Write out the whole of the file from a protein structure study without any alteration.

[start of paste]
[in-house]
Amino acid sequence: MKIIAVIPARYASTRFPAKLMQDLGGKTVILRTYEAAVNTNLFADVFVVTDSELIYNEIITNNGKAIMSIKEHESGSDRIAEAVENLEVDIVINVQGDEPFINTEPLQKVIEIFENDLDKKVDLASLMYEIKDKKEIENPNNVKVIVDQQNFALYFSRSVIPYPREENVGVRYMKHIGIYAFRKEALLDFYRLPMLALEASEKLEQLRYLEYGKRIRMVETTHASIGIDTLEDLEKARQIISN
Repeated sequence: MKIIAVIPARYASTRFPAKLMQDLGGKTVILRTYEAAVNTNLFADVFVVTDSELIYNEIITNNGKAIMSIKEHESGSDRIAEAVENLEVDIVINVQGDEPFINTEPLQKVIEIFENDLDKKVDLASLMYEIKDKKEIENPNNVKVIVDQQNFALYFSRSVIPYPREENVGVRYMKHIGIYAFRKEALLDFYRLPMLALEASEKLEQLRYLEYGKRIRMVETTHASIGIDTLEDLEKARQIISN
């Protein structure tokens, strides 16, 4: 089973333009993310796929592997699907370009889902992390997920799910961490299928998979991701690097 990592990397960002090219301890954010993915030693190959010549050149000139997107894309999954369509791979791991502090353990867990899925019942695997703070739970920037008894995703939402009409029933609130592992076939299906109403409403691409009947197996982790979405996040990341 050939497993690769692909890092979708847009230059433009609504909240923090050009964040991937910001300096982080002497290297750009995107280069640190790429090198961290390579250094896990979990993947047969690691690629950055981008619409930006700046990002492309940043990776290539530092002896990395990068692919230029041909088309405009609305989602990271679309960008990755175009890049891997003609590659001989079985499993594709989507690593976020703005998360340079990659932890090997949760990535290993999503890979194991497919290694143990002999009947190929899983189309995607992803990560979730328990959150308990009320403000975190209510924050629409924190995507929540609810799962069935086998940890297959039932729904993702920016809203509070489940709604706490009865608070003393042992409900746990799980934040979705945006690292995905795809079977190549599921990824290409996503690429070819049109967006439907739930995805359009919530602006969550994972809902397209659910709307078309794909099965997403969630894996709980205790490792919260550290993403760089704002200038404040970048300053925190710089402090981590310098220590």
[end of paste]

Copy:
[in-house]
Amino acid sequence: MKIIAVIPARYASTRFPAKLMQDLGGKTVILRTYEAAVNTNLFADVFVVTDSELIYNEIITNNGKAIMSIKEHESGSDRIAEAVENLEVDIVINVQGDEPFINTEPLQKVIEIFENDLDKKVDLASLMYEIKDKKEIENPNNVKVIVDQQNFALYFSRSVIPYPREENVGVRYMKHIGIYAFRKEALLDFYRLPMLALEASEKLEQLRYLEYGKRIRMVETTHASIGIDTLEDLEKARQIISN
Repeated sequence: MKIIAVIPARYASTRFPAKLMQDLGGKTVILRTYEAAVNTNLFADVFVVTDSELIYNEIITNNGKAIMSIKEHESGSDRIAEAVENLEVDIVINVQGDEPFINTEPLQKVIEIFENDLDKKVDLASLMYEIKDKKEIENPNNVKVIVDQQNFALYFSRSVIPYPREENVGVRYMKHIGIYAFRKEALLDFYRLPMLALEASEKLEQLRYLEYGKRIRMVETTHASIGIDTLEDLEKARQIISN
């Protein structure tokens, strides 16, 4: 089973333009993310796929592997699907370009889902992390997920799910961490299928998979991701690097 990592990397960002090219301890954010993915030693190959010549050149000139997107894309999954369509791979791991502090353990867990899925019942695997703070739970920037008894995703939402009409029933609130592992076939299906109403409403691409009947197996982790979405996040990341 050939497993690769692909890092979708847009230059433009609504909240923090050009964040991937910001300096982080002497290297750009995107280069640190790429090198961290390579250094896990979990993947047969690691690629950055981008619409930006700046990002492309940043990776290539530092002896990395990068692919230029041909088309405009609305989602990271679309960008990755175009890049891997003609590659001989079985499993594709989507690593976020703005998360340079990659932890090997949760990535290993999503890979194991497919290694143990002999009947190929899983189309995607992803990560979730328990959150308990009320403000975190209510924050629409924190995507929540609810799962069935086998940890297959039932729904993702920016809203509070489940709604706490009865608070003393042992409900746990799980934040979705945006690292995905795809079977190549599921990824290409996503690429070819049109967006439907739930995805359009919530602006969550994972809902397209659910709307078309794909099965997403969630894996709980205790490792919260550290993403760089704002200038404040970048300053925190710089402090981590310098220590």